Thursday, December 4, 2014

Bill Cosby, Ferguson Riots, and all that

I was not going to write a blog post about any of these news items. I kept telling myself in my head, "Curb your opinion on these; just watch and wait." But then, I shared a chart the other day about the simple fact, taken from National Review, that a Black person is more likely to be killed by another Black person than by any White cop. Then a woman from my church told me, "I can't believe we go to the same church and worship the same God." She then unfriended me. I sent her a private message to tell her how hurtful her public comments were, and I asked her to apologize, but she refused.  For more information about this chart and her comments, visit, and download the file.

Now let's get down to business and play a little game called Bombshells, or as George Lopez would say it: "In the suburbs, it's called, 'You might want to sit down for this; it's a shocker.' In the hood, it's called, 'Oh, no you didn't!'"

I find the sexual assault cases against Bill Cosby and the Michael Brown affair/riots to be so intertwined, it is ridiculous. First, Michael Brown and the Ferguson riots. Do I believe Brown was wrongfully shot? Yes. According to witnesses, he was being shot at as he ran from Officer Wilson, and then he was shot when he turned around and put his hands in the air. First, even though I am not a police officer, I know that a person with no signs of a weapon is not a danger to the officer, so Wilson should have pursued him on foot and/or used a Taser. Second, the millisecond a suspect puts their hands in the air, there is no reason to shoot anymore, but it was Wilson's responsibility to direct him  onto the ground and to make no sudden moves. So, Brown was wrongfully shot. Keep this in mind in the next paragraphs.

Now, let's take a good look at the man whose name has been invoked during the Ferguson riots. Right before he was shot, there was filmed footage of him  stealing cigars. When the store owner tried to stop him, Brown shoved him away, and then loomed towards him in a threatening manner when he still pursued. Comparing Brown's build to that of the store owner, of course that store owner was not going to pursue him further. And then, even the witnesses noticed that there was a struggle after the Wilson told Brown to get off the streets, but he would not comply.

So, I see three things wrong with this picture. First, as we learned in kindergarten, stealing is wrong. For Brown to steal something as trivial and needless as cigars, he was obviously looking for trouble. Second, when Wilson told Brown to get off the street, he should have complied instead of talking back. Third, Brown should never, EVER have put himself in a position where he would "struggle" with any police officer. No reasonable person puts their hands on or runs from an officer. I was told at an early age to respect the police and obey the law. Plus, I was told to remember who I am: a Black person in a country that has historically and deliberately marginalized Black people. As such, I was to be polite and cooperative with any police officer at all times, but remember names and badge numbers if an officer had gotten out of line. To do anything else would be to give a police officer all the reason he or she would need to remove me from this world or at least batter me, and it would be my word against his or hers.  After all, when it comes to eradicating racism and discrimination in this country, the police force is one of the final frontiers. While many officers are good and true to their work, on some deserted road, there are only two witnesses: you and the officer.  When you are uncooperative with the police, you discredit yourself. If someone had taught Brown these things, maybe he would still be alive. Perhaps the reason why the jury decided not to indict Wilson is because they could only see Brown's danger to society and not Wilson's abuse of power.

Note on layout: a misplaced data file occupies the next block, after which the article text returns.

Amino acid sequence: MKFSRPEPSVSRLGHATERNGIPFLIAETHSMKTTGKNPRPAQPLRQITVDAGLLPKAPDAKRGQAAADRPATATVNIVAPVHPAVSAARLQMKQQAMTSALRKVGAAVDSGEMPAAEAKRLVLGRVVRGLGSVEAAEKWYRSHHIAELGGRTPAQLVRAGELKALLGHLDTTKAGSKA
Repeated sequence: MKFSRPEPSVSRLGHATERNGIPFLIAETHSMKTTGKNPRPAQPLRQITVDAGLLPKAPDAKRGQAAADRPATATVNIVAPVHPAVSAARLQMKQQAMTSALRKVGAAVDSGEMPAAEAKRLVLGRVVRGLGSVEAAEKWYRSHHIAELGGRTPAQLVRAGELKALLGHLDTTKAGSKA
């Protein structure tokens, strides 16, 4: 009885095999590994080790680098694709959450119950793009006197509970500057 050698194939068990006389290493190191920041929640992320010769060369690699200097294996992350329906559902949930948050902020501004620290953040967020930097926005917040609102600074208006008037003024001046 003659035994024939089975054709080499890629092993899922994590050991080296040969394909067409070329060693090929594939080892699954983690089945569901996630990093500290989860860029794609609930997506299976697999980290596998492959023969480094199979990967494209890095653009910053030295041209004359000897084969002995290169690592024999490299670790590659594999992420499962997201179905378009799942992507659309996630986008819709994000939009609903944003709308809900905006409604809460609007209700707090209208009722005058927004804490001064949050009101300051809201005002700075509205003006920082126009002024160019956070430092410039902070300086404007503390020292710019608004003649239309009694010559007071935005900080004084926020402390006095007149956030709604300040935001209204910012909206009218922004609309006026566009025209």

Now for the rioters. There is nothing dumber and more counterproductive than burning down your own communities and stealing from your own people. As news reports have shown, many of the businesses looted and destroyed are Black owned. How cowardly can you get? I am against rioting and the violence it brings, but if these rioters had any courage, they would have left businesses in their communities alone, and they would have organized and methodically attacked the Ferguson police station or even the dissenting jurors. That is where the logic is missing, and this is what makes the rioting cowardly. While people insist that rioting is a demand for justice, all it does is make people justify the jury's decision.

And if you are going to riot over the manslaughter (or murder; I am still on the fence on what to call it), why are you going to commit violence and destruction over someone who shoplifts and provokes the police? Why is he your cause célèbre? Why not save your anger for an upstanding Black citizen who cooperates with police and is still abused? This is tragically similar to the Rodney King case. All the public saw in the video was Rodney King being beaten by four cops. No one remembers that King attacked the officers first. No one remembers that he was pulled over for reckless driving and DUI and that he was arrested again, for the same reasons, 2 weeks later.

Whenever I see the protests of police brutality on television, and when I see Blacks, Latinos, and liberal Whites protest killings of Black men by the police or by seemingly racist non-Blacks, I cannot help but wonder why these same people are not equally outraged by the dozens of Blacks being murdered by other Blacks in every major city in this country. Why does one Black man mean more to you than thousands of other Black men? What, is it easier to point to one White person with a gun than a multitude of problems degrading the Black community? But then, no one wants to talk about that. People are so busy being victicrats that they cannot deal with their own problems, and if any well-meaning person tries to bring this up, they are called racist, race traitors, or gay. (Yes, gay. Very mature.)